Sometime after Sue Bradford's child discipline law was passed in 2007, I was at an Auckland mall on a Saturday morning. It wasn't very crowded. There was a couple there, Maori I think, and their child, a girl of about 3 or 4. She was having a meltdown, and no amount of gentle persuasion was going to calm her.

I thought she was probably over-tired. I wanted to tell her parents they should just give up and take her home for a nap, which is what I would have done when my children were small. But they seemed determined to keep shopping. They cajoled, they bought her icecream, and dad carried her calmly while she flailed and kept up her unhappy protest.

Before the law change, someone would have muttered loudly that the child needed a good smack, and the parents would likely have obliged. I've seen parents pressured into dealing more harshly with their children because of others' disapproval, just to prove they were in control.

But on that Saturday morning, there was no muttering, no obvious irritation. Because everyone knew that little girl couldn't be smacked, everyone seemed relaxed.

It seemed a small but significant shift.

To no one's surprise the $9 million smacking referendum has found that 88 per cent of those who voted (47 per cent of all voters) think "a smack as part of good parental correction" shouldn't be criminalised.

Well, of course. Maybe I'm suffering from smacking debate fatigue but I can't see why this changes anything. Bradford's law was always going to be reviewed at the end of two years, and given the loaded question and John Key's assurance from the outset that the referendum wouldn't lead to a law change, it's hardly a mandate - clear or otherwise.

What, for example, constitutes "good parental correction", and what kind of smack are we talking about? Is it the kind that involves implements? "No-vote" organiser Bob McCoskrie wants specific guidelines written into law to say that parents can smack with an open hand on the bottom or hand, but his co-organiser Larry Baldock favours wooden spoons and rulers. Is bruising permissible? And if so, will there be special note of the fact that bruises can be less visible on darker skin?

If the purpose of the referendum was to stop good parents being criminalised for "light" smacking, we don't have a problem. So far no parent has been prosecuted successfully for that. The law allows "inconsequential" physical force - such as a light smack - in several circumstances, including stopping a child harming themselves or others.

But it rightly rules out the kind of parental correction that began with smacking and led to James Whakaruru's stepfather beating the 4-year-old to death for bedwetting.

That's an extreme example. Some people don't recognise child abuse unless it involves a maimed or dead baby, but those who work with children know that the abuse continuum is less clear-cut. Hundreds of damaged children never end up in the public eye.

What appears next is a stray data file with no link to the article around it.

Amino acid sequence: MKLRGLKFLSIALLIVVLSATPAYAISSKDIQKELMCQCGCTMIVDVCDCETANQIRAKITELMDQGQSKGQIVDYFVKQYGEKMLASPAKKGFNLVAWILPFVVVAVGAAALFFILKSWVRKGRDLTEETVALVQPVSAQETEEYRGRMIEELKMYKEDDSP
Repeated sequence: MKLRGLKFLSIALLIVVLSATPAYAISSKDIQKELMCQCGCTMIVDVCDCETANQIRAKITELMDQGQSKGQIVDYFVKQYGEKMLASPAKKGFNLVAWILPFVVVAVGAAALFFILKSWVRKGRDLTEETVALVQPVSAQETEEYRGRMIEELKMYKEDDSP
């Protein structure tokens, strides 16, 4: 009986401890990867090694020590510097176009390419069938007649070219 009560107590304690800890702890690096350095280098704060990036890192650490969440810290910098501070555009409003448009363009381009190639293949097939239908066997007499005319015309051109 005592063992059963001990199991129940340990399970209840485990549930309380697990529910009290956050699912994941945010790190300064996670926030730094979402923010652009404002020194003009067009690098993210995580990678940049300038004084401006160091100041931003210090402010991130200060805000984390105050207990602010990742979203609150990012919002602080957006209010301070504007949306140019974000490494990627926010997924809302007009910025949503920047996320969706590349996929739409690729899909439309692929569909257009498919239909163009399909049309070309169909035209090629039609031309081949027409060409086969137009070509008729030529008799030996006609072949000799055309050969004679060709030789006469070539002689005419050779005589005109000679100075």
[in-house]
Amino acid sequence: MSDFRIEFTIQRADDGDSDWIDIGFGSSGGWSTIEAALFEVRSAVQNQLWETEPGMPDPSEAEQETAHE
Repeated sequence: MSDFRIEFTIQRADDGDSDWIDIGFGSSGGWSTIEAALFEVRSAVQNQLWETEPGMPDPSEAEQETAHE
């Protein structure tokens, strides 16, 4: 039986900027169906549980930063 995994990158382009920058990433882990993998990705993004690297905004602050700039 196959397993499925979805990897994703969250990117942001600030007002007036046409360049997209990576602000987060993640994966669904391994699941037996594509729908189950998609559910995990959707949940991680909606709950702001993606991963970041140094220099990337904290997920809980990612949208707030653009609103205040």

I've been at Pacific Island events over the years where children were openly hit because of an expectation that parents should do whatever it takes to keep their children under control.

In too many Pacific Island homes, a sound hiding is regarded as good parental correction. I knew of a teenage girl who was hog-tied by her parents and suspended from the garage ceiling. Her parents weren't monsters - they just didn't know any better.

Such kids tend to be harder to control at school, because they respond to only one form of discipline. Others learn to keep their mouths shut, never to answer back or to challenge or negotiate - which stands them in good stead at home, but often works against them in the outside world.

The last thing these children need is for their parents to be given our blessing to continue hitting them under the auspices of "good parental correction".

John Key says he'll change the law if it's not working, if good parents are being criminalised for lightly smacking their children. So far there's no evidence of that.

If parents think they shouldn't hit their children because of the law, that's good.

If a few parents get investigated because a member of the public thinks they might be hurting their children, that's also a good thing, even if the police subsequently decide that there is no cause for concern. I'd rather see neighbours and police erring on the side of caution, and a few families inconvenienced, than miss the opportunity of saving one child.

We need to give the law a chance.

It isn't perfect, compromises seldom are. It tries to protect children while preserving parental autonomy - and if it leans too far on the side of protecting children, that's as it should be. No one wants to be told how to raise one's children. Parents can legally visit many forms of abuse and neglect on their children, and no one interferes for the most part.

But any society that purports to care for its children has to have a bottom line. As Children's Commissioner John Angus says, the law is a line in the sand.

Key needs to hold that line. And if he can save us from another round of the smacking debate, I'd be very grateful.